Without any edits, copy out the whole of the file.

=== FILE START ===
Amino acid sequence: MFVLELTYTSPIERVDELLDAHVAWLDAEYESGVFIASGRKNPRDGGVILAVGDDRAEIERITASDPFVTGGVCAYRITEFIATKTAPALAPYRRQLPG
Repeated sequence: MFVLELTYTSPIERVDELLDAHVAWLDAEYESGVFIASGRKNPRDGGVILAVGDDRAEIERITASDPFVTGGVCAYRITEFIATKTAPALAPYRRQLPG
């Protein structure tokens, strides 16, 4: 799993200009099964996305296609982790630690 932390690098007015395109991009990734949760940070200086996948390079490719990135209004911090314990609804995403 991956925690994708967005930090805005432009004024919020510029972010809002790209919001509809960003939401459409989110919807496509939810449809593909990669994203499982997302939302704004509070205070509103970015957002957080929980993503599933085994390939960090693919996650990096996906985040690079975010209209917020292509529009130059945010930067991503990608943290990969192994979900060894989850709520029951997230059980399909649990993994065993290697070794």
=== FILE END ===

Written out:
Amino acid sequence: MFVLELTYTSPIERVDELLDAHVAWLDAEYESGVFIASGRKNPRDGGVILAVGDDRAEIERITASDPFVTGGVCAYRITEFIATKTAPALAPYRRQLPG
Repeated sequence: MFVLELTYTSPIERVDELLDAHVAWLDAEYESGVFIASGRKNPRDGGVILAVGDDRAEIERITASDPFVTGGVCAYRITEFIATKTAPALAPYRRQLPG
């Protein structure tokens, strides 16, 4: 799993200009099964996305296609982790630690 932390690098007015395109991009990734949760940070200086996948390079490719990135209004911090314990609804995403 991956925690994708967005930090805005432009004024919020510029972010809002790209919001509809960003939401459409989110919807496509939810449809593909990669994203499982997302939302704004509070205070509103970015957002957080929980993503599933085994390939960090693919996650990096996906985040690079975010209209917020292509529009130059945010930067991503990608943290990969192994979900060894989850709520029951997230059980399909649990993994065993290697070794």